Stock prices are setting new records but could easily charge much higher. The U.S. economy is growing again — about 2.5 percent in the second quarter and going forward — and corporate profits are rising again.
After the Brexit vote, the dollar strengthened against foreign currencies, but overall it remains well below levels recorded earlier this year and last. That should aid in the translation of U.S. earnings on foreign operations into dollars on corporate profit statements.
The naming of Theresa May Prime Minister should firm the outlook for U.K. growth and stocks. Although much uncertainty about Brexit persists and the British economy may flutter for a few quarters, its long-term prospects remain strong.
Anemic growth on the Continent and the stress imposed by the immigration crisis, halfhearted market reforms, a single currency and fiscal austerity compel the European Central Bank to continue its negative interest rate policies.
In Japan, a shrinking labor force, resistance to immigration and halting deregulation limit growth and compel accommodative monetary policies, too.
In China, slower growth, the absence of competent financial market regulation, reliable accounting and limits on foreign ownership make U.S. bonds and stocks the best alternative for private investors around the world.
U.S. Treasury data on capital inflows indicate continued strong global demand for U.S. corporate stocks and bonds. Even if the Fed responds to a stronger job market by raising the federal funds rate a quarter point by December and further next year, the impact on 10- and 20-year Treasury rates will be minimal — mirroring 2004-2006, when the Federal Reserve last pushed up short rates.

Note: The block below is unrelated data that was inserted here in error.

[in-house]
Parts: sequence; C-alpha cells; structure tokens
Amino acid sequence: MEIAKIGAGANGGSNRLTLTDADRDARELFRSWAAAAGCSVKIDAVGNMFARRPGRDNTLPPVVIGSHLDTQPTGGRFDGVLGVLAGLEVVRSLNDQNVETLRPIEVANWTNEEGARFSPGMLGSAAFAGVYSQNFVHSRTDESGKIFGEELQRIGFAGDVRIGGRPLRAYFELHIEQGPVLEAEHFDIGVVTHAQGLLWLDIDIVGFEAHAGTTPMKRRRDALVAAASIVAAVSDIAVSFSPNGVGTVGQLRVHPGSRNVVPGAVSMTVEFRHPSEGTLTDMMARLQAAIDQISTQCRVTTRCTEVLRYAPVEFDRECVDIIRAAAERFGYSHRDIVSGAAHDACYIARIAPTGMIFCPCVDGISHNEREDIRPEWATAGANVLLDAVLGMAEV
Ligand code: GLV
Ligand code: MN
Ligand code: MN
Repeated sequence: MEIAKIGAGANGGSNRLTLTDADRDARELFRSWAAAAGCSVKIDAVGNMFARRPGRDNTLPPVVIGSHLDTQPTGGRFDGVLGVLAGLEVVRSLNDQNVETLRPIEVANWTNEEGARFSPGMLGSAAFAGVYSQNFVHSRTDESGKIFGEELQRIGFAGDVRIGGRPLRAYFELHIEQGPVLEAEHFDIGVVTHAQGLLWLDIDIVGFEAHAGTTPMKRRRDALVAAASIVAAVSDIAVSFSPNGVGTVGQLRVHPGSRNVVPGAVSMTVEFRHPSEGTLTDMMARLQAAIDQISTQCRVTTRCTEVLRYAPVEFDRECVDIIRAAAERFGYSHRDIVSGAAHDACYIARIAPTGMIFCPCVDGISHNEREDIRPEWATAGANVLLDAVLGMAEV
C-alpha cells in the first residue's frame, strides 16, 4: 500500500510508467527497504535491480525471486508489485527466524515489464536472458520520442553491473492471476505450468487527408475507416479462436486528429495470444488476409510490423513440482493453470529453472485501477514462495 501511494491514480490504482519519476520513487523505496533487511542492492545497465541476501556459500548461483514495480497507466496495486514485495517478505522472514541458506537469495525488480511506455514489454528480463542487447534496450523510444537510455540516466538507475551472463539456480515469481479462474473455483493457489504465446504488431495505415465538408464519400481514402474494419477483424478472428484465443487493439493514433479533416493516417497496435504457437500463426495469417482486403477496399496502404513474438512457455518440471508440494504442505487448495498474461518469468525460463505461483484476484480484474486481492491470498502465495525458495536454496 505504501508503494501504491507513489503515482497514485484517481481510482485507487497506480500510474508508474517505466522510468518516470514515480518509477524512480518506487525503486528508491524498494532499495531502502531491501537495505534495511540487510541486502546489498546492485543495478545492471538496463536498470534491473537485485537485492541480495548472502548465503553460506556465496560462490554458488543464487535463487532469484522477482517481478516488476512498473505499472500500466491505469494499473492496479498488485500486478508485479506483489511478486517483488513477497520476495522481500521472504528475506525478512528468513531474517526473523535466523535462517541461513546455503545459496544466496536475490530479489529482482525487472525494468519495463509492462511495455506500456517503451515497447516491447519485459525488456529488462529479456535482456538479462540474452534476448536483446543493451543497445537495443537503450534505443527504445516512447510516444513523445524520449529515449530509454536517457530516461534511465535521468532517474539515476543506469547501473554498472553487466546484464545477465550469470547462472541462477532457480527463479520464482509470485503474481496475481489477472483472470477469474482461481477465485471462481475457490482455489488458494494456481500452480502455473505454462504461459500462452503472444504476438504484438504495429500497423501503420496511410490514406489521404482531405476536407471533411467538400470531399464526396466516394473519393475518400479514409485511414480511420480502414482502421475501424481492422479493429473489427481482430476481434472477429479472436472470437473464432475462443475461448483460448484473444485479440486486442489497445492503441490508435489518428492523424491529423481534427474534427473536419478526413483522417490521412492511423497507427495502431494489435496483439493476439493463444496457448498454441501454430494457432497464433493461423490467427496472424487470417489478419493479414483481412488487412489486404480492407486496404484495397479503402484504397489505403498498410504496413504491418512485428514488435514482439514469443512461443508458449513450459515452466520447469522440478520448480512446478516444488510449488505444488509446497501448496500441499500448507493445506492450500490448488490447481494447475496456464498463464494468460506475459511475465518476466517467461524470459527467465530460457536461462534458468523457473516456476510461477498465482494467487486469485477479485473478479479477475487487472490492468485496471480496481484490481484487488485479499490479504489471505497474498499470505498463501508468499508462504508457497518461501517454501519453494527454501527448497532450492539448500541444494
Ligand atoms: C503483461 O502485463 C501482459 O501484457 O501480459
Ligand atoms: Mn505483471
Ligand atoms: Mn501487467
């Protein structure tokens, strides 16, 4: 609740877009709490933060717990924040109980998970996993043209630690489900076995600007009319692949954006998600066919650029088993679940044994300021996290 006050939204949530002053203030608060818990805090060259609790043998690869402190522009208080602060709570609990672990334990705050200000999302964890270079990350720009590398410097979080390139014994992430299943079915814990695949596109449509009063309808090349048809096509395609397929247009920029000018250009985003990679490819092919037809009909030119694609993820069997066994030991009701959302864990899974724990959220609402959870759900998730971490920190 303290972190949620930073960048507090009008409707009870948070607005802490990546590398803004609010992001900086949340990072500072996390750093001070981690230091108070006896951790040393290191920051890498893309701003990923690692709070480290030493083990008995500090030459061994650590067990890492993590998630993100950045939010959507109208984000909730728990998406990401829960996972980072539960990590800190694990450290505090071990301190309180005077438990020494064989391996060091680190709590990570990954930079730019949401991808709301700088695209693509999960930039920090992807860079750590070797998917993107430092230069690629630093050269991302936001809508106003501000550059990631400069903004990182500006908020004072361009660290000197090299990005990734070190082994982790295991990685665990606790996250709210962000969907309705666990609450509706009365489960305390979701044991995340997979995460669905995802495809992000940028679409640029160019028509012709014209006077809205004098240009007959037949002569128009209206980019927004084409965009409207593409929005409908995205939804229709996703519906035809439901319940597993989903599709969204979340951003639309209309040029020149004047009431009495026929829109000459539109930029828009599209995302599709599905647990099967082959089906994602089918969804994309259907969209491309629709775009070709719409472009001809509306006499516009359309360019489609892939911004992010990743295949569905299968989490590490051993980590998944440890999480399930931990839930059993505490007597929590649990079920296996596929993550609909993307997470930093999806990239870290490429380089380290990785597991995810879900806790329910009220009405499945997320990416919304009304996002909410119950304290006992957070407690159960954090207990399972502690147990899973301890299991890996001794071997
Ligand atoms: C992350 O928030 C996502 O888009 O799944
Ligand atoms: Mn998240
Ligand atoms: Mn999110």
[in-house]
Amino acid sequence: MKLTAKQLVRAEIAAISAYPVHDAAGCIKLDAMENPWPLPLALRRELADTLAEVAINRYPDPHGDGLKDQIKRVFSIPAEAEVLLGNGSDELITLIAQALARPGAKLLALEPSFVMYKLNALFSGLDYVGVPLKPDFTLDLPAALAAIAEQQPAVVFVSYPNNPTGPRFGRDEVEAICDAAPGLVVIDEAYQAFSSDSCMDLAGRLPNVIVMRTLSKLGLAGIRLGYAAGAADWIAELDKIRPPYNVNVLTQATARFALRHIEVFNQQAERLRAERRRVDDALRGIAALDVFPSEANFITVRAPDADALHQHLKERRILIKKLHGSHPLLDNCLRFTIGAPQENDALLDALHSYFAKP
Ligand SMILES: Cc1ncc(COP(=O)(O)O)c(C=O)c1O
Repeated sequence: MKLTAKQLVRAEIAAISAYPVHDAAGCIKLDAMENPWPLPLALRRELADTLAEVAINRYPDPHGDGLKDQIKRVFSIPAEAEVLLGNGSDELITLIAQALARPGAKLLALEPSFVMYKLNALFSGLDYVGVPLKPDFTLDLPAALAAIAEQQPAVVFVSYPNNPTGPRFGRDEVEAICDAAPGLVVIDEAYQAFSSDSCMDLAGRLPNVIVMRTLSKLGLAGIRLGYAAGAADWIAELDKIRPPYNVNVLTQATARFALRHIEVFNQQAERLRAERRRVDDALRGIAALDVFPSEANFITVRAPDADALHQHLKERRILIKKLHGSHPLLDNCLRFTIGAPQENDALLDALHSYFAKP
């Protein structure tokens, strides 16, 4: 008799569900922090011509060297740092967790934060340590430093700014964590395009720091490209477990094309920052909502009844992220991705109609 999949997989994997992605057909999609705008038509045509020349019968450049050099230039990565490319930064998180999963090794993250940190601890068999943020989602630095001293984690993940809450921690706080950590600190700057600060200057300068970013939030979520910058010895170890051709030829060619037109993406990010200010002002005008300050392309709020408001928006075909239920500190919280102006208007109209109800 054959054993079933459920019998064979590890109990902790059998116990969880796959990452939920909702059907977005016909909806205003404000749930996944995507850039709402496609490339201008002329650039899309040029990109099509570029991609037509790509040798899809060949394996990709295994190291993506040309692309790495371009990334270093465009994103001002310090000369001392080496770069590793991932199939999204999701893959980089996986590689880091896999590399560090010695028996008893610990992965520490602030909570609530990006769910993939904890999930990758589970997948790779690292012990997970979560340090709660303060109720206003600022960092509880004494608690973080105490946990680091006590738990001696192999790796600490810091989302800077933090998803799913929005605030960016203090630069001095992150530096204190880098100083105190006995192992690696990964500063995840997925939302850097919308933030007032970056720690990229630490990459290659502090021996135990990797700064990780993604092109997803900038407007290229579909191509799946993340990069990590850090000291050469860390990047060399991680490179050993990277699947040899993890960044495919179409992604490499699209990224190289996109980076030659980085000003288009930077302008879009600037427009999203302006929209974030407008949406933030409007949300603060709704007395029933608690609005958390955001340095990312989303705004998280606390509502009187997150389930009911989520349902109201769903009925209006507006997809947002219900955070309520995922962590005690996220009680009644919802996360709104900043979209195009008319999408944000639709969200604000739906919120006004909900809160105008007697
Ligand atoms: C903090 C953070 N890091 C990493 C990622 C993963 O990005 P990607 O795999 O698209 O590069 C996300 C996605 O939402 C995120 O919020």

The average rate of profits for the S&P 500, which comprises about 80 percent of the publicly traded U.S. equities, is 4.0 percent and compares favorably with the 1.4 percent paid on 10-year Treasurys.
At the same time, long-term sustainable price-to-earnings ratios for stocks are rising and make U.S. equities cheap.
Nowadays, economic growth is based much more on intellectual property — computer apps that create companies like Uber and artificial intelligence that power drones and robotics — and less on hard assets like industrial buildings and machinery. That greatly reduces the amount of financing businesses needs to create new and better products — the foundations of stock market wealth.
Google was launched with only $25 million in 1999 and grew into a $23 billion enterprise at its initial public offering five years later — the story repeated elsewhere in the tech sector.
As established powerhouses like IBM and Ford rely more on software to create value in products sold, the demand for private finance for expensive purchases of physical assets becomes more limited.
This is an important reason why established companies are flush with cash, even as they invest to improve supply chains, expand product offerings and invest in promising new ventures and buy back stock.
Lower capital requirements coupled with an abundance of financial capital, thanks to flush balance sheets and foreign money coming into America, are pushing down the expected rate of profit needed to attract funds into equity investments.
In turn, that pushes up the price-earnings (P/E) ratio markets can sustain — even if uncertainties abroad create the wider fluctuations in stock prices as recently experienced.
The S&P 500 Index is currently trading at about 2,137 with a P/E ratio of about 24.15 times.
However, factoring in expected profit growth over the next 12 months the P/E ratio falls to about 18.00.
That’s well below its 25-year average of 24.94.
Assessed against alternative investments and history, and given how much more efficiently digital technologies permit businesses to create wealth using investors’ cash, stocks are hardly overvalued.
A P/E ratio at 25 is reasonable, and coupled with expected growth in profits that could easily push the S&P Index up another 33 percent past 2,800.
Peter Morici is an economist and business professor at the University of Maryland, and a national columnist. He tweets @pmorici1
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